Saturday, January 30, 2010


After my time in Italy where I got to see Rebecca, spend some quality time with Maddie and meed all her super nice friends, I caught my plane bound for the outskirts of Frankfurt where I took a late bus to the city an hour away. Thankfully, my hostel was just near the train station where the bus dropped off. Thankful because it was close, but not thankful because "near the train station" means the red light district pretty much. The place was clean and mostly youthful, but the corridor that led to my room looked like the FBI would be busting down a door at any moment to find naked girls separating cocaine.

In the morning I explored some of Frankfurt and their Christmas Market. I was delighted to see that it was not like Dublin at all and much more traditional than Italy's. I checked out of the hostel and caught my three trains to Rothenburg ODT. As I walked from the train station to the little town I kept thinking I was going to see my parents driving by and waving out the window. It wouldn't be unlike my father to circle around the streets till he found me. They were supposed to arrive in the city the same time my train did, but my last train was about 10 min behind schedule.
I found them at the hotel, having just arrived. Had my train been on time they would have passed me walking into the city.

Rothenburg was mesmerizing! The classic Christmas village, and the most famous. It even snowed the second day, and continued to show for the rest of the trip after that. The roads were not in bad condition at all because the temperature was so cold and dry that the snow did not stick. It just floated off like dust. I've never seen anything like it. We joined the English club on Wednesday night at the suggestion of the Rick Steve's book. Herman the German and Wolfgang made fast friends with us and I sat talking about German history, traveling and cultural misnomers with a few other Germans and a Texan who had also joined the party.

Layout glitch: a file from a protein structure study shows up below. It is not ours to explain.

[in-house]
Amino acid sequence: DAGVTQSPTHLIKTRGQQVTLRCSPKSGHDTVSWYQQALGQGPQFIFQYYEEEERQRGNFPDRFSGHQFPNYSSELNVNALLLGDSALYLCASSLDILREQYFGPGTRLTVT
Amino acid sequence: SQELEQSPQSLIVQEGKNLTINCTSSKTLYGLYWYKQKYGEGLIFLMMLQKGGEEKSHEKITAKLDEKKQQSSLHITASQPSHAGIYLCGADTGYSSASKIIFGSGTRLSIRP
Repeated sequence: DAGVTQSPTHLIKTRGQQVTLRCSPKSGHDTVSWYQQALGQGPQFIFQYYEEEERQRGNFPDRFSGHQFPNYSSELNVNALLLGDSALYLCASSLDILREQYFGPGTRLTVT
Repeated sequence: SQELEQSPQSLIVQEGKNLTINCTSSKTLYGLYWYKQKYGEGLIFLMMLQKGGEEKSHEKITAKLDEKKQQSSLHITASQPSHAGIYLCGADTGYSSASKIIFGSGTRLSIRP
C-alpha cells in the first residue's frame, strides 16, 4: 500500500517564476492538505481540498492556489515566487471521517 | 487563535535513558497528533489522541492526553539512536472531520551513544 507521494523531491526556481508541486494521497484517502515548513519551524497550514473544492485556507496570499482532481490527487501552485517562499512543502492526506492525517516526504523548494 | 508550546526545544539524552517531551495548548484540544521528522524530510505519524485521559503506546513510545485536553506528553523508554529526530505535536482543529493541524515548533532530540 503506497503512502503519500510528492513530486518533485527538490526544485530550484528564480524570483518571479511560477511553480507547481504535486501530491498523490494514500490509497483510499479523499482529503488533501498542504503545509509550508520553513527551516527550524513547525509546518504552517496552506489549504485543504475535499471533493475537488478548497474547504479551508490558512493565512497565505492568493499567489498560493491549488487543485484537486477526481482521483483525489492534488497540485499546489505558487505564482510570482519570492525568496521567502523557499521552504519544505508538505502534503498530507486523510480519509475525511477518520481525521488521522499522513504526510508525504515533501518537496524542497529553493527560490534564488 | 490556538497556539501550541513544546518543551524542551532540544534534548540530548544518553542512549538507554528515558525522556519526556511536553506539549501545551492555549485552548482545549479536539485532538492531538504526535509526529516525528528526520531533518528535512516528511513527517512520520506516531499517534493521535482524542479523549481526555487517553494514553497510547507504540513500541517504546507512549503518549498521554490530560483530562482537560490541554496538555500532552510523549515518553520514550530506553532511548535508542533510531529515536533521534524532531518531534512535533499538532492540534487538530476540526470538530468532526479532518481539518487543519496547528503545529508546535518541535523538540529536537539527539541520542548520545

Dinkelsbuhl was the next town we visited. It was unusual because it was not in a valley or on top of a hill. It was just there, surrounded by the classic stone wall and barren fields. There were the modern gas stations, grocery stores and shopping facilities around the city, but for the most part its original essence was preserved.
The market here was not so grand and exciting as the rest, but we did find the best kept secret in the little town - L'Osteria, an Italian restaurant with a chicken fig ravioli and a Parmesan soup to die for. Their tiramisu was very tasty too and received a well deserved high rating (

While staying at the little "mom and pop" B&B in Dinkelsbuhl we took a side trip to Ulm. The cathedral there was breathtaking. Architecture these days does not compare to the time consuming and painstaking work of the past. The race to the finish produces amazing works in their own right, but nothing like the detail of the past.

Our next two nights were located in Nurnberg. It boasts a beautiful medieval castle and an excellent market. It was also Hitler's favorite city, so just outside of the old town are the Rally Grounds (Nazi Headquarters) The Germans chose not to maintain the area because they don't want to glorify its past in any way. The area was pretty, but the stone work is quickly turning to rubble.

We took a side trip to Wurzburg. It is the start of the Romantic Road that winds all the way down to the Cinderella castle in Fussen. Wurzburg is also a larger city with an extensive market, but nothing compared to the market, or markets in Munich, the last city of the trip.

There were multiple markets all over the city. The Rathaus, city hall, is extraordinarily ornate. Our hotel was just past the victuals market, which was nice for the soup stand and fish stand and butcher and pastries...well, you get the picture. I only had one night in Munich, but it included a tasty meal at Ludwig's and another amazing tiramisu.

The trip from Munich to Memmingen for the Ryanair plane was long and snow-filled. Mom and Dad stayed to catch a plane home the next day.

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